Belarus sees little impact on debt from EU sanctions, to rely on Russia and Asia

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The Belarus finance ministry sees little impact from European Union sanctions on its ability to service its external debt obligations, it said in a statement to Reuters, adding that Russian funds and other sources would help.

The European Union imposed wide-ranging sanctions on Belarus last month in response to the grounding in May of a Ryanair plane flying over Belarus and the arrest of an opposition journalist and his girlfriend who were on board, a move some EU politicians likened to air piracy.

The sanctions which followed ban EU entities from investing in new Belarusian state debt, including bonds and loans issued after June 29, with a maturity of more than 90 days. The European Investment Bank will halt lending too.

Yet rating agencies and analysts have said that sanctions designed to punish the veteran leader Lukashenko for a sweeping political crackdown will leave him largely unscathed and still able to continue financing the economy and his security forces.

“Introduction of EU sanctions does not change… Belarus principles of fully respecting its obligations towards redeeming and servicing of the state debt,” the finance ministry said in emailed comments.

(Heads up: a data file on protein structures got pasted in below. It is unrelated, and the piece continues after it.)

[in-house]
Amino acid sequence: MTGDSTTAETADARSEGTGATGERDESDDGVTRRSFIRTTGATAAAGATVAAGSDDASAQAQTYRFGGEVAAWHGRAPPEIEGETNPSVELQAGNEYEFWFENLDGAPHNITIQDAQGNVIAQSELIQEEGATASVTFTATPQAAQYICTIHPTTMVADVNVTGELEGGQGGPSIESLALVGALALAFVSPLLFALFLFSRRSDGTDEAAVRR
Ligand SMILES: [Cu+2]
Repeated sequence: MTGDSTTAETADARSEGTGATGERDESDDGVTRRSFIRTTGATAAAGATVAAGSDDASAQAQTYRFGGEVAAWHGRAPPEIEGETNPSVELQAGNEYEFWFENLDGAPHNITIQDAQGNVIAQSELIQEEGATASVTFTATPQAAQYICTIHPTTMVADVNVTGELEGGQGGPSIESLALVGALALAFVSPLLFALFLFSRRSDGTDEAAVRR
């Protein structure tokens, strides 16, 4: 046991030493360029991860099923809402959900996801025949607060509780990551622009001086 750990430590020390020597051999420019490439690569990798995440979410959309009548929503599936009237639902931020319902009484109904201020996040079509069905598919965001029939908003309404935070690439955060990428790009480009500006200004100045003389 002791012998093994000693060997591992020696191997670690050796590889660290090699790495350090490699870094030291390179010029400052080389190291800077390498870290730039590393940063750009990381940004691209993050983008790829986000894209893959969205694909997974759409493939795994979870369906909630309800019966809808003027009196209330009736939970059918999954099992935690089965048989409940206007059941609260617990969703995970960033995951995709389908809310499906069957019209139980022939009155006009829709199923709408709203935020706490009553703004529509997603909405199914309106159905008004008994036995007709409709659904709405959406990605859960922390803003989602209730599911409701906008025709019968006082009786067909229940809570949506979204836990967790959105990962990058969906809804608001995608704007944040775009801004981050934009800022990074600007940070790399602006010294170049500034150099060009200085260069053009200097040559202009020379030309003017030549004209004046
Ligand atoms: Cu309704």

Belarus did not plan to raise Eurobonds this year and would take up the option to receive $500 million in the second tranche of a Russian loan agreed last year, as well as tap both its domestic and Russian bond markets along with some other tools, it added.

In the mid-term, it may also go to the Asian markets for the refinancing funds, in addition to Russia and its domestic options, the ministry said. China and Russia are Belarus top creditors.

The EU sanctions did not touch the main type of potash Belarus is exporting and also excluded the state-owned Development Bank of Belarus, the only bank with outstanding Eurobonds, from the sanctions list.

The Belarus finance ministry said on Thursday it did not plan to raise EU funds or use the Development Bank as a loophole, but added it may borrow up to 100 billion roubles ($1.3 billion) on the Russian bond market between 2021 and 2023.

Despite no immediate impact, Moody’s ratings agency said earlier that the new EU sanctions posed significant downside risks to its gross domestic product forecast for Belarus currently set at 1% for 2021.

Photo: Belarusian man holds a historical flag of Belarus during a rally in support of the Belarusian Opposition to demonstrate against police brutality and the presidential election results, in Minsk, Belarus. EPA-EFE/TATYANA ZENKOVICH